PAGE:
Dr. Koči received an EU grant. He´ll investigate the interactions between the tick-borne encephalitis virus and ticks


Tick-borne pathogens causing serious human and animal diseases are of protozoan, bacterial and viral origin. The most common diseases occurring in Europe, including Slovakia, include Lyme borreliosis and tick-borne encephalitis. Currently, most of the elucidated molecular interactions between ticks and their pathogens are of bacterial origin. However, the interactions between ticks and pathogens of viral origin, even with regard to their complexity and safety in handling them, remain in many ways unclear.

“Research of viral pathogens in ticks is demanding for several reasons,” says RNDr. Juraj Koči, PhD., a researcher who has long been concerned with tick-borne pathogens as well as tick physiology, currently working at the Department of Virus Ecology of the Institute of Virology of the Biomedical Research Center of the Slovak Academy of Sciences and the Institute of Zoology of the Slovak Academy of Sciences. Knowledge of the physiology of ticks is a prerequisite for investigating the interactions of pathogens and ticks. Tick vectors are essential for the circulation of pathogens in nature and investigation of these processes in laboratory conditions requires high skill in micromanipulation with an experimental model such as ticks. However, working with a pathogen of viral origin is even more difficult. In Europe, the tick-borne encephalitis virus is considered to be a pathogen that must be handled under specific conditions. “Spatial equipment and safety at work are very important in this research. It is a meticulous work, but at the same time, it is necessary to have an adequate equipment and conditions in a specialized laboratory, “explains Dr. Koči.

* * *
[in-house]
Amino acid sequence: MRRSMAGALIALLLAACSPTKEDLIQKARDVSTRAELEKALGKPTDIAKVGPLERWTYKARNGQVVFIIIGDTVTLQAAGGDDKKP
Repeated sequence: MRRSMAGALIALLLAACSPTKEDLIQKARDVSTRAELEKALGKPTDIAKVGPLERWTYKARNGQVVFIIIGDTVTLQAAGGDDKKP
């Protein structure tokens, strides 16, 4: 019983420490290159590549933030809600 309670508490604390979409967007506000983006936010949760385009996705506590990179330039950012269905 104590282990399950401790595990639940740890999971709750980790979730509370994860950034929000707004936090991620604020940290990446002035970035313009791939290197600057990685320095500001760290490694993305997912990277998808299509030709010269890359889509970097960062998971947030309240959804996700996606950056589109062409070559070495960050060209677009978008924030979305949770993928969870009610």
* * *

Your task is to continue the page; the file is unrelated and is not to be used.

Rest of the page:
The lifelong interest in tick-borne pathogens and the neurophysiology of ticks, the laboratory equipment at the Biomedical Research Center of the Slovak Academy of Sciences, as well as the importance of this topic for society, stimulated Dr. Kočiho to apply for the European grant Marie Skłodowska-Curie Individual Fellowship (MSCIF) from Horizon 2020. Obtaining the said grant is a great challenge, as the success rate of its acquisition reaches a maximum of 15 % of the submitted applications. Dr. Koči was finally successful in obtaining it and from September 1, 2021 he has been working to successfully achieve the goals of the project. The ambition of the project entitled “Tick-Virus Interactions Shape persistence and Transmission OF Flavivirus pathogen in tick vector” is a shift in research into the interactions of viral pathogens and ticks. During the two years of the project, Dr. Koči will focus on the creation of a fluorescent viral model with selected mutations in structural genes, a deeper understanding of the neuroendocrine system of the tick responsible for transmitting the virus, as well as further education and transfer of experience based on current and acquired scientific knowledge. “I am proud that Juraj has returned to our workplace after many years spent in the USA, and we can create synergies from our virological expertise and his experience in the field of tick physiology. Obtaining an MSCIF grant cost him a lot of effort and has clearly shown that he wants to maintain the high standard of his research to which he was accustomed abroad, ” says Dr. Boris Klempa, Head of the Department of Virus Ecology, Institute of Virology, Biomedical Research Center of the Slovak Academy of Sciences.



The project partners are Institute of Zoology of the Slovak Academy of Sciences and Aix Marseille University in France.

Project acronym: TVISTOFF


RNDr. Juraj Koči, PhD.: short professional Curriculum vitae

2018 – present: Institute of Virology, Biomedical Research Center of the Slovak Academy of Sciences, Institute of Zoology of the Slovak Academy of Sciences

2015 – 2018: Department of Veterinary Medicine, University of Maryland, College Park, MD, USA

2013 – 2014: Department of Anatomy and Physiology, Kansas State University, Manhattan, KS, USA

2009 – 2013: Department of Entomology, Kansas State University, Manhattan, KS, USA

2003 – 2009: Institute of Virology, Slovak Academy of Sciences


Text, photo and translated: BMC SAS